See doc. no. 5 (Motion to Dismiss), at 1.
Id. at 3.
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discrimination does not contain “allegations of class-wide discrimination.” 30
A. Whether Plaintiff’s Complaint Includes an “Individual Claim for Relief”
The Eleventh Circuit requires a plaintiff to provide “a short and plain statement
of the claim showing that [he] is entitled to relief.” Harrison v. Benchmark
Electronics Huntsville, Inc., 593 F. 3d 1206, (11th Cir. 2010) (alteration supplied)
(quoting Fed. R. Civ. P. 8(a)(2)). “The point is to ‘give the defendant fair notice of
what the claim is and the grounds upon which it rests.’” Davis v. Coca-Cola Bottling
Co. Consolidated, 516 F.3d 955, 974 (11th Cir. 2008) (quoting Bell Atlantic Corp. v.
Twombly, 550 U.S. 544, 555 (2007)).
Here, plaintiff’s complaint includes the allegations: that he applied for a sales
that he was qualified for the position;
that, during his interview,
Manager Shannon Wells told him that she rarely hired males, that men typically
“don’t like” the company’s policy requiring all sales associates to wear six accessories
while working, and that men usually “can’t do the dress code,” or something to that
and that, after he received a job offer, Ms. Wells refused to return his calls
seeking to establish a start date.
Id. at 2 (emphasis omitted).
Doc. no. 1 (Complaint) ¶ 10.
Id. ¶ 12.
Id. ¶¶ 17, 21.
Id. ¶¶ 26-29.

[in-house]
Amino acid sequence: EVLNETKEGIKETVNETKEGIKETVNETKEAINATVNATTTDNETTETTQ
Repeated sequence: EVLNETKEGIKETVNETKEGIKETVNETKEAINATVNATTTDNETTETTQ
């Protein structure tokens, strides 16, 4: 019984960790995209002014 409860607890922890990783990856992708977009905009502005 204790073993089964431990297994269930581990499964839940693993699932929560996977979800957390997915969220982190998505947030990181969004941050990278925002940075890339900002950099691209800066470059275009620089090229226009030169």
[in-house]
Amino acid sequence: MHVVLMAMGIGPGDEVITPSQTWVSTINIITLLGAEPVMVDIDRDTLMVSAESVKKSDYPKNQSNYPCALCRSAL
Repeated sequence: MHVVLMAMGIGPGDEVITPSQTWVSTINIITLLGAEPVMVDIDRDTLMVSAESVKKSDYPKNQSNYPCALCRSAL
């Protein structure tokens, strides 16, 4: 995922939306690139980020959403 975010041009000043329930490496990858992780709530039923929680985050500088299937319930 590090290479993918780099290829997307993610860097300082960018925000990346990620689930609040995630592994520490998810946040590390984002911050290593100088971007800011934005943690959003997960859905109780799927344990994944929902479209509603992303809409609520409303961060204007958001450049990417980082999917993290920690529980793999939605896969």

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Further, the complaint asserts that “[t]he named plaintiff seeks . . . relief for his
individual claims and those of the class.” The relief claimed includes requests for:
“[a]n Order placing or restoring the plaintiff and the class he seeks to represent into
those jobs they would now be occupying but for the defendant’s discriminatory
practices”; “[a]n award of back pay, instatement or front pay, lost benefits, preferential
rights to jobs, and any other appropriate equitable relief to the plaintiff and class
members”; and “[a]n award of litigation costs and expenses, including reasonable
attorneys’ fees, to the plaintiff and class members.”36
In sum, it is apparent that plaintiff’s complaint includes an “individual claim for
relief.” Accordingly, this court will deny the portion of defendant’s motion to
dismiss resting on that ground.
B. Whether Plaintiff’s Charges of Discrimination Include “Allegations of
“As a general rule, a Title VII plaintiff cannot bring claims in a lawsuit that
were not included in her EEOC charge . . . . [A]llowing a complaint to encompass
allegations outside the ambit of the predicate EEOC charge would frustrate the
EEOC’s investigatory and conciliatory role, as well as deprive the charged party of